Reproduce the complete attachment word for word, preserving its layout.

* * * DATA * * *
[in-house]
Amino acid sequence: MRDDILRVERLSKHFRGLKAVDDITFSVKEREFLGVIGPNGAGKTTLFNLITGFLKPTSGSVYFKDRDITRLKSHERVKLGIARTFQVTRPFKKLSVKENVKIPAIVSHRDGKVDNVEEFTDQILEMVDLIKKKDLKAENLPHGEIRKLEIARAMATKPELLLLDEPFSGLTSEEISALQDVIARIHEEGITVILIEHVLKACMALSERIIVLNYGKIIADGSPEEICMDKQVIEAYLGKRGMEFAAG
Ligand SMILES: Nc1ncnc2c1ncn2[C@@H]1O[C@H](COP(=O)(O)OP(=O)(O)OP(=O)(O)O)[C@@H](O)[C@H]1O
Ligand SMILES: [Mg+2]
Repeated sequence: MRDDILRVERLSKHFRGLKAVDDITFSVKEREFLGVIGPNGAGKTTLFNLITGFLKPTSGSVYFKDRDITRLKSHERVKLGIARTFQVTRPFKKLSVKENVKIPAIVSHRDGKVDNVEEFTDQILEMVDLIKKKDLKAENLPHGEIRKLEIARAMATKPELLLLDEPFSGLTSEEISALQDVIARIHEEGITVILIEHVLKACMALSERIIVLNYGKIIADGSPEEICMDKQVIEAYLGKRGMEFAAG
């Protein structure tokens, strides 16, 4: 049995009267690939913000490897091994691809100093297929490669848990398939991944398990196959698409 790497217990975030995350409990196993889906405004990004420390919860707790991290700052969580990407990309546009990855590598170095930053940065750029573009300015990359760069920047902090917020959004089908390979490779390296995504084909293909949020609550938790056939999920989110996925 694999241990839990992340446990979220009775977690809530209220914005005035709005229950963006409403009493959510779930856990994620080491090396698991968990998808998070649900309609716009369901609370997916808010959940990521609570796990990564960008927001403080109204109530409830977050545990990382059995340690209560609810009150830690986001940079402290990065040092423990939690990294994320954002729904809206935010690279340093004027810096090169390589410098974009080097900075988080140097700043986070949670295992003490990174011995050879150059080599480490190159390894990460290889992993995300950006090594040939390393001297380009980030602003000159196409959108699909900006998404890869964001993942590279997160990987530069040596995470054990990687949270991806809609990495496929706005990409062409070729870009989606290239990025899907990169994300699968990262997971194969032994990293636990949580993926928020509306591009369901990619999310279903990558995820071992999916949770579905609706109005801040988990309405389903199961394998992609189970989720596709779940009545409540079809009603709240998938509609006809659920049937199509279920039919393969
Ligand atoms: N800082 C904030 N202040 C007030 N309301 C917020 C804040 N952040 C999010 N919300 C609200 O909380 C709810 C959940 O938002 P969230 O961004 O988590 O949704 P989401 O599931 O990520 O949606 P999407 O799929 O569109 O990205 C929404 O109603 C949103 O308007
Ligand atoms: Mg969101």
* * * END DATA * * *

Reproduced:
[in-house]
Amino acid sequence: MRDDILRVERLSKHFRGLKAVDDITFSVKEREFLGVIGPNGAGKTTLFNLITGFLKPTSGSVYFKDRDITRLKSHERVKLGIARTFQVTRPFKKLSVKENVKIPAIVSHRDGKVDNVEEFTDQILEMVDLIKKKDLKAENLPHGEIRKLEIARAMATKPELLLLDEPFSGLTSEEISALQDVIARIHEEGITVILIEHVLKACMALSERIIVLNYGKIIADGSPEEICMDKQVIEAYLGKRGMEFAAG
Ligand SMILES: Nc1ncnc2c1ncn2[C@@H]1O[C@H](COP(=O)(O)OP(=O)(O)OP(=O)(O)O)[C@@H](O)[C@H]1O
Ligand SMILES: [Mg+2]
Repeated sequence: MRDDILRVERLSKHFRGLKAVDDITFSVKEREFLGVIGPNGAGKTTLFNLITGFLKPTSGSVYFKDRDITRLKSHERVKLGIARTFQVTRPFKKLSVKENVKIPAIVSHRDGKVDNVEEFTDQILEMVDLIKKKDLKAENLPHGEIRKLEIARAMATKPELLLLDEPFSGLTSEEISALQDVIARIHEEGITVILIEHVLKACMALSERIIVLNYGKIIADGSPEEICMDKQVIEAYLGKRGMEFAAG
């Protein structure tokens, strides 16, 4: 049995009267690939913000490897091994691809100093297929490669848990398939991944398990196959698409 790497217990975030995350409990196993889906405004990004420390919860707790991290700052969580990407990309546009990855590598170095930053940065750029573009300015990359760069920047902090917020959004089908390979490779390296995504084909293909949020609550938790056939999920989110996925 694999241990839990992340446990979220009775977690809530209220914005005035709005229950963006409403009493959510779930856990994620080491090396698991968990998808998070649900309609716009369901609370997916808010959940990521609570796990990564960008927001403080109204109530409830977050545990990382059995340690209560609810009150830690986001940079402290990065040092423990939690990294994320954002729904809206935010690279340093004027810096090169390589410098974009080097900075988080140097700043986070949670295992003490990174011995050879150059080599480490190159390894990460290889992993995300950006090594040939390393001297380009980030602003000159196409959108699909900006998404890869964001993942590279997160990987530069040596995470054990990687949270991806809609990495496929706005990409062409070729870009989606290239990025899907990169994300699968990262997971194969032994990293636990949580993926928020509306591009369901990619999310279903990558995820071992999916949770579905609706109005801040988990309405389903199961394998992609189970989720596709779940009545409540079809009603709240998938509609006809659920049937199509279920039919393969
Ligand atoms: N800082 C904030 N202040 C007030 N309301 C917020 C804040 N952040 C999010 N919300 C609200 O909380 C709810 C959940 O938002 P969230 O961004 O988590 O949704 P989401 O599931 O990520 O949606 P999407 O799929 O569109 O990205 C929404 O109603 C949103 O308007
Ligand atoms: Mg969101």